The crowded and friendly faces in the Breezeway, fraternities, and clubs all along campus trying to recruit new members. Even the preacher that speaks on his megaphone.
This is what I see at FAU, at least, it’s what I used to see.
All of this is now swapped for what looks like a ghost town combined with a hospital because of all the masks being worn.
My arrival time was 10 a.m, hot as usual, but what was strange was the lack of cars in the parking lots and the shortage of people roaming the crosswalks trying to make it to the cafeteria. It was all surreal, like a weird lucid dream that you would want to get out of.
Unlike the usual foot traffic that is in the Breezeway, there was a maximum of seven people walking in front of me while on my way to class in the morning.
I did not expect everything to be back to the way it was just because they allowed some in-person classes on campus, but I couldn’t shake the feeling that I was still out of place somehow.
It was puzzling to not see the wave of students riding their longboards down the FAU Breezeway or the petitioners trying to get signatures for a cause.
As I walked through the doors of my Global Perspective of Social Services class, located inside the College For Design & Social Inquiry, there were a total of eight people including the professor and I. The rest of the students attended the class through Zoom.
Now as I would usually pick a seat in the middle row of the class, my gut was telling me to sit upfront so I would be able to hear the professor better through her mask. Wise choice, because the mask did muffle her voice.
Tracey Rubenstein, who is the professor of the class, as well as a clinical social worker and therapist, said “the combination of the mask and first-day nerves made it difficult to breathe.”
Rubenstein, who suffers from a mild case of asthma, said that she never expected the mask to affect her as it did.
Having to project her voice, along with the feeling of the mask sucking in and out with every breath she took, it added more difficulty for her to catch proper breaths.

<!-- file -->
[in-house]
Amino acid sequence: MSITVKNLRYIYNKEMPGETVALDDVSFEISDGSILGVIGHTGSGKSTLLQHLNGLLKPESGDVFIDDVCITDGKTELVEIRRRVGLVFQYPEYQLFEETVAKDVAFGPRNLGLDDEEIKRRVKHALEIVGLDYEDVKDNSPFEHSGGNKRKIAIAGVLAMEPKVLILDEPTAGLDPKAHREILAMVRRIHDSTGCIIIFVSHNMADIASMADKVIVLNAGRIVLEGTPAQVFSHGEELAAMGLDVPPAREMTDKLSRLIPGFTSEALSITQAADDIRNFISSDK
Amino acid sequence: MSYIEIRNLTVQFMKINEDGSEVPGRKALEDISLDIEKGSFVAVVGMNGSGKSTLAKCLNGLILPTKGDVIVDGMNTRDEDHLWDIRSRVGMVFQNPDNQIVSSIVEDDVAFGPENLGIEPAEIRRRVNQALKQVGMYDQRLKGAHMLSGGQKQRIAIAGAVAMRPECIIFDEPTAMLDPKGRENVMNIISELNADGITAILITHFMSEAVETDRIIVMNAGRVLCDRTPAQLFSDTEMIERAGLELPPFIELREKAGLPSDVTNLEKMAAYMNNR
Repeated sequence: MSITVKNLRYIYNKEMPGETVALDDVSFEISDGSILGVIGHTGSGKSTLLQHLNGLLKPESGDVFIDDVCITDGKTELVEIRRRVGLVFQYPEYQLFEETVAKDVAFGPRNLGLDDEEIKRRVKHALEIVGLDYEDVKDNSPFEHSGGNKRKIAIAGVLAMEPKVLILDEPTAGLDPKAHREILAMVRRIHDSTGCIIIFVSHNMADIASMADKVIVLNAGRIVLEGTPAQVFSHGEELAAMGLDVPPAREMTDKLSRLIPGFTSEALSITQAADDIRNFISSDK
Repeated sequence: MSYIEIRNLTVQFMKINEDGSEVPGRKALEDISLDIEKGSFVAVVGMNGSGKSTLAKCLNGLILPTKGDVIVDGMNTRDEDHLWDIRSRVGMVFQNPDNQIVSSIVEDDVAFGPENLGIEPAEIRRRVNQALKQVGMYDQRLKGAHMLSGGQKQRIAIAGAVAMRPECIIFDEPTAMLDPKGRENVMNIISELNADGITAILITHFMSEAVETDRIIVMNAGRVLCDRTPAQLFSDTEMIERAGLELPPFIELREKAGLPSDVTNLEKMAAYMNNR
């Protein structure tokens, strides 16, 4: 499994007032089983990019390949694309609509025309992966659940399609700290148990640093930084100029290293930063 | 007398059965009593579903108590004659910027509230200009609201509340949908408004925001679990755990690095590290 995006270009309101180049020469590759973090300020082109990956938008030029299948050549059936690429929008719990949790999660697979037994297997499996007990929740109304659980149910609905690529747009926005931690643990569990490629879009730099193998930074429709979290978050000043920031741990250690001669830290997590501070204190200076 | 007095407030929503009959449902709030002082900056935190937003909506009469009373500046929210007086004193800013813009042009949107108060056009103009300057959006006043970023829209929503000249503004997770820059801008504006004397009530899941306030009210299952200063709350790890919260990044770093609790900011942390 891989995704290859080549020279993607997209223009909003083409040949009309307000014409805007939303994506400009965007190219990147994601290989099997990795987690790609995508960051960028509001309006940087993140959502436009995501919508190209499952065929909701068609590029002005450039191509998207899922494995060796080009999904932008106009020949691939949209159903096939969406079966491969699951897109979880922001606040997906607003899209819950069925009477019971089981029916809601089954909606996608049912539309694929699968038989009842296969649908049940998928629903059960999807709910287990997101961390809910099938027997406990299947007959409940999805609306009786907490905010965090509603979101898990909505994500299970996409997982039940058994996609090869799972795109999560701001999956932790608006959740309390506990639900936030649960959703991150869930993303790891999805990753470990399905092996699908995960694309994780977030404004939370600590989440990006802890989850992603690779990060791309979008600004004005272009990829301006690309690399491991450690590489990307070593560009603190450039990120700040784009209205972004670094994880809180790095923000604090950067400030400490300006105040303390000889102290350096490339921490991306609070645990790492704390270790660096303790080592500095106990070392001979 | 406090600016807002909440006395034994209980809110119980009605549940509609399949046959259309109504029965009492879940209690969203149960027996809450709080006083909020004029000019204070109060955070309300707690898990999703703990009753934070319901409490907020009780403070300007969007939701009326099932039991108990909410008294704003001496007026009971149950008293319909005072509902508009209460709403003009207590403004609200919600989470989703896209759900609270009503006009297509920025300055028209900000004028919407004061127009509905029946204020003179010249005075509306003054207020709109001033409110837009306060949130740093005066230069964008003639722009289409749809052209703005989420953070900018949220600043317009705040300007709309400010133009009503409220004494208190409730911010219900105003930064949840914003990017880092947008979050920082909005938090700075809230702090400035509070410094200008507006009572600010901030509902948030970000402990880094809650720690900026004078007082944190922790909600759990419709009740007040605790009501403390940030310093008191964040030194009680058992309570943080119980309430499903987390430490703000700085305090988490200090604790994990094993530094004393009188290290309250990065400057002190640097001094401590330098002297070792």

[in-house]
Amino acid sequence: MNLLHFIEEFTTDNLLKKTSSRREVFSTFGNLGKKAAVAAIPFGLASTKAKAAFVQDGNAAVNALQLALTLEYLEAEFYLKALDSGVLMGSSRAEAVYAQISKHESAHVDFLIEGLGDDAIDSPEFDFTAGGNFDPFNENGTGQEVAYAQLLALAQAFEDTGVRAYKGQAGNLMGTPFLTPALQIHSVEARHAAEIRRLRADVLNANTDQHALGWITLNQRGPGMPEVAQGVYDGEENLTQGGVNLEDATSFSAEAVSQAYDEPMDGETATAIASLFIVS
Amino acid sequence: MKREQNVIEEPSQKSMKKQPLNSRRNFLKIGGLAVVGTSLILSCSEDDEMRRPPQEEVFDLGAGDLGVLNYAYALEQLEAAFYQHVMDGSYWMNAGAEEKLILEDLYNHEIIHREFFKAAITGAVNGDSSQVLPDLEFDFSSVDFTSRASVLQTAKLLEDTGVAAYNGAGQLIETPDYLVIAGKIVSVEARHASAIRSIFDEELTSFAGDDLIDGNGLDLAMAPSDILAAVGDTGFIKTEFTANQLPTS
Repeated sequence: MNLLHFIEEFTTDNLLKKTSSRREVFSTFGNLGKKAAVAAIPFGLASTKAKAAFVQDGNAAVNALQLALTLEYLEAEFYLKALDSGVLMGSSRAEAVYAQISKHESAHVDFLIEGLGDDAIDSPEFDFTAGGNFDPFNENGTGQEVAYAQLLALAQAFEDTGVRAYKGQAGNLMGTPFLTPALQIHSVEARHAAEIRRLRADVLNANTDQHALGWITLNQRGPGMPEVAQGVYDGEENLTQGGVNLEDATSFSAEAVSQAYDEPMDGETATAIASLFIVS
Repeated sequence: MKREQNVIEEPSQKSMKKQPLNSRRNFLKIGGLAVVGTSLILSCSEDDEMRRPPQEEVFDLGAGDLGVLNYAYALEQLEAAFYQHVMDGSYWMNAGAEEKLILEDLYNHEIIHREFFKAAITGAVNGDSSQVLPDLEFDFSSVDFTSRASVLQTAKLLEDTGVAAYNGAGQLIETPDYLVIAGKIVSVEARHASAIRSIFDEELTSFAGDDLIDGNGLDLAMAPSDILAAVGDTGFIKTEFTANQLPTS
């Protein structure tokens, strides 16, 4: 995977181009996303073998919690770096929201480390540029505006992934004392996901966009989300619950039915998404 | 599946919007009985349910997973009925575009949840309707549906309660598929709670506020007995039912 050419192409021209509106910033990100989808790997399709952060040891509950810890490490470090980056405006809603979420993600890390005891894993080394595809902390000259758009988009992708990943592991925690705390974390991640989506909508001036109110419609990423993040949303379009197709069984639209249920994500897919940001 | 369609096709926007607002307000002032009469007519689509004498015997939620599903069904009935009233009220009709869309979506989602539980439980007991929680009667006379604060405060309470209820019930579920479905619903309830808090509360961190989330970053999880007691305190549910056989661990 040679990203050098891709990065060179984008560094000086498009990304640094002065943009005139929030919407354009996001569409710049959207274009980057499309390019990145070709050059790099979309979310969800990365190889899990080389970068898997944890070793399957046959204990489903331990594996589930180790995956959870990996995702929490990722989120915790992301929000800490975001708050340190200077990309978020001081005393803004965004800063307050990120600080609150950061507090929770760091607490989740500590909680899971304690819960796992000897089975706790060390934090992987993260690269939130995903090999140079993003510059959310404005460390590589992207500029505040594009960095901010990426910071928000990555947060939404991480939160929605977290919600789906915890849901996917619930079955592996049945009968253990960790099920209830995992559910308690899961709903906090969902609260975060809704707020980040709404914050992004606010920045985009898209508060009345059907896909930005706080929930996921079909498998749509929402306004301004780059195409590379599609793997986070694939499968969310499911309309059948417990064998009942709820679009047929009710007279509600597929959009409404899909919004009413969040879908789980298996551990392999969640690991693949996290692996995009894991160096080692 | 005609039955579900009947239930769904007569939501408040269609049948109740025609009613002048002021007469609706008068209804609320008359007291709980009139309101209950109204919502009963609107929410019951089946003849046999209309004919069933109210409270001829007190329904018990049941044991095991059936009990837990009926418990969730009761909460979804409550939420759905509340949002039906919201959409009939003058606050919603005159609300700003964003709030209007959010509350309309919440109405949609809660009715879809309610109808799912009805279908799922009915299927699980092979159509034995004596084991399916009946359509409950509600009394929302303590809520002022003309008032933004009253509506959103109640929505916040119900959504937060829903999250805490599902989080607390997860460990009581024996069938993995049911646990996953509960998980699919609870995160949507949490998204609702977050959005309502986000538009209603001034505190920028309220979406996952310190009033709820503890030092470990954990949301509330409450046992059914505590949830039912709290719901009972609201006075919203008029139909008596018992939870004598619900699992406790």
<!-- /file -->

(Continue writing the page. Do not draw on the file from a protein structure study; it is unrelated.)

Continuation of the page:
Rubenstein does not feel like there is anything different with the campus, besides there not being a bunch of people on it. There are some perks to not having so many students on campus.
“Now I don’t have to hunt for a parking spot,” she said.
Rubenstein makes it a priority to make a connection with her students, something she was really adamant about doing on the first day of class. She said the split between virtual and in-person students made it difficult to make the connections that she wanted.
Hailey Sarria, a freshman at FAU, said that her other in-person class she has on Monday had a similar display.
“About 15 students were in the physical class,” she said, while the other 15 students attended via Zoom.
Being a commuter, Sarria saw the ghost of FAU’s past while on her visit here, saying “it feels a lot quieter and emptier.”
Freshman year for Sarria and many others is a time used to meet like-minded people. It is a time to start something new, something that the virus has prevented.
COVID-19 is still out there, and while FAU has allowed some classes on campus, it’s our job as students and faculty to do our part in keeping it safe. FAU’s future lies within our hands.
Elliot Rodriguez is a contributing writer for the University Press. For more information regarding this or other stories, email [email protected]